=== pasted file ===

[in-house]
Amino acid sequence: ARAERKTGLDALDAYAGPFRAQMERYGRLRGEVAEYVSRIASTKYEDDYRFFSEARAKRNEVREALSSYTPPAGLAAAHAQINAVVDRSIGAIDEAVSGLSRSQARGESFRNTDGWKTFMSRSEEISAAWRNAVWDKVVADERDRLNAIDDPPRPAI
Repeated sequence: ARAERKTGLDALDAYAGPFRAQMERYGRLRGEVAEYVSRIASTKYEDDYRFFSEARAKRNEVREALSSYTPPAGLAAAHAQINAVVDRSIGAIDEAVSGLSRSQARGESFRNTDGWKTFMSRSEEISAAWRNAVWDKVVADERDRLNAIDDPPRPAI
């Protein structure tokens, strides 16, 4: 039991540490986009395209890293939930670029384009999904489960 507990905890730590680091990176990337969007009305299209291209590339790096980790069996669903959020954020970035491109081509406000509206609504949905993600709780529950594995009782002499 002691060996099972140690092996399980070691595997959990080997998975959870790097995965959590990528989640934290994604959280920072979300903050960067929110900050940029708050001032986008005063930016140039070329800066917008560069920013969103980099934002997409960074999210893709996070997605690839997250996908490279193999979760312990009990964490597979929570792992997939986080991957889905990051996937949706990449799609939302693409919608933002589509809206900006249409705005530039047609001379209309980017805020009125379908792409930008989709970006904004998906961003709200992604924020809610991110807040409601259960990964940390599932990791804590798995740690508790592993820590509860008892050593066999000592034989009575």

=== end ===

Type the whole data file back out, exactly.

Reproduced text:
[in-house]
Amino acid sequence: ARAERKTGLDALDAYAGPFRAQMERYGRLRGEVAEYVSRIASTKYEDDYRFFSEARAKRNEVREALSSYTPPAGLAAAHAQINAVVDRSIGAIDEAVSGLSRSQARGESFRNTDGWKTFMSRSEEISAAWRNAVWDKVVADERDRLNAIDDPPRPAI
Repeated sequence: ARAERKTGLDALDAYAGPFRAQMERYGRLRGEVAEYVSRIASTKYEDDYRFFSEARAKRNEVREALSSYTPPAGLAAAHAQINAVVDRSIGAIDEAVSGLSRSQARGESFRNTDGWKTFMSRSEEISAAWRNAVWDKVVADERDRLNAIDDPPRPAI
């Protein structure tokens, strides 16, 4: 039991540490986009395209890293939930670029384009999904489960 507990905890730590680091990176990337969007009305299209291209590339790096980790069996669903959020954020970035491109081509406000509206609504949905993600709780529950594995009782002499 002691060996099972140690092996399980070691595997959990080997998975959870790097995965959590990528989640934290994604959280920072979300903050960067929110900050940029708050001032986008005063930016140039070329800066917008560069920013969103980099934002997409960074999210893709996070997605690839997250996908490279193999979760312990009990964490597979929570792992997939986080991957889905990051996937949706990449799609939302693409919608933002589509809206900006249409705005530039047609001379209309980017805020009125379908792409930008989709970006904004998906961003709200992604924020809610991110807040409601259960990964940390599932990791804590798995740690508790592993820590509860008892050593066999000592034989009575």